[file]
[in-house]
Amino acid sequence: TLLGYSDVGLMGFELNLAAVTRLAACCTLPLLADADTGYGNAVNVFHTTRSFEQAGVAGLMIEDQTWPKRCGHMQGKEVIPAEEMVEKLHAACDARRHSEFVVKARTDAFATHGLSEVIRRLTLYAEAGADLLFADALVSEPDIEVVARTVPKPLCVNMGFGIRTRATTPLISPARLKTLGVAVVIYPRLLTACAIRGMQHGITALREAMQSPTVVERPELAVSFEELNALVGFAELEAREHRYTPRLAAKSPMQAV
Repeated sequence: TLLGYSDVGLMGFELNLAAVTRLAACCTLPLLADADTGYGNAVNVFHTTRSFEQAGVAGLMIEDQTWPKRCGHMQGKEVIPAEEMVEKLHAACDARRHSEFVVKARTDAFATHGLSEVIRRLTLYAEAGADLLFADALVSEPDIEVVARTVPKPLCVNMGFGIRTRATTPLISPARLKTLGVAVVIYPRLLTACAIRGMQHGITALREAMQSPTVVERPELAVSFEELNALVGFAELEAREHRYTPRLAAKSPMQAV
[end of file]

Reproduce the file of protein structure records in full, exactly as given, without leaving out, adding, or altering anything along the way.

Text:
[in-house]
Amino acid sequence: TLLGYSDVGLMGFELNLAAVTRLAACCTLPLLADADTGYGNAVNVFHTTRSFEQAGVAGLMIEDQTWPKRCGHMQGKEVIPAEEMVEKLHAACDARRHSEFVVKARTDAFATHGLSEVIRRLTLYAEAGADLLFADALVSEPDIEVVARTVPKPLCVNMGFGIRTRATTPLISPARLKTLGVAVVIYPRLLTACAIRGMQHGITALREAMQSPTVVERPELAVSFEELNALVGFAELEAREHRYTPRLAAKSPMQAV
Repeated sequence: TLLGYSDVGLMGFELNLAAVTRLAACCTLPLLADADTGYGNAVNVFHTTRSFEQAGVAGLMIEDQTWPKRCGHMQGKEVIPAEEMVEKLHAACDARRHSEFVVKARTDAFATHGLSEVIRRLTLYAEAGADLLFADALVSEPDIEVVARTVPKPLCVNMGFGIRTRATTPLISPARLKTLGVAVVIYPRLLTACAIRGMQHGITALREAMQSPTVVERPELAVSFEELNALVGFAELEAREHRYTPRLAAKSPMQAV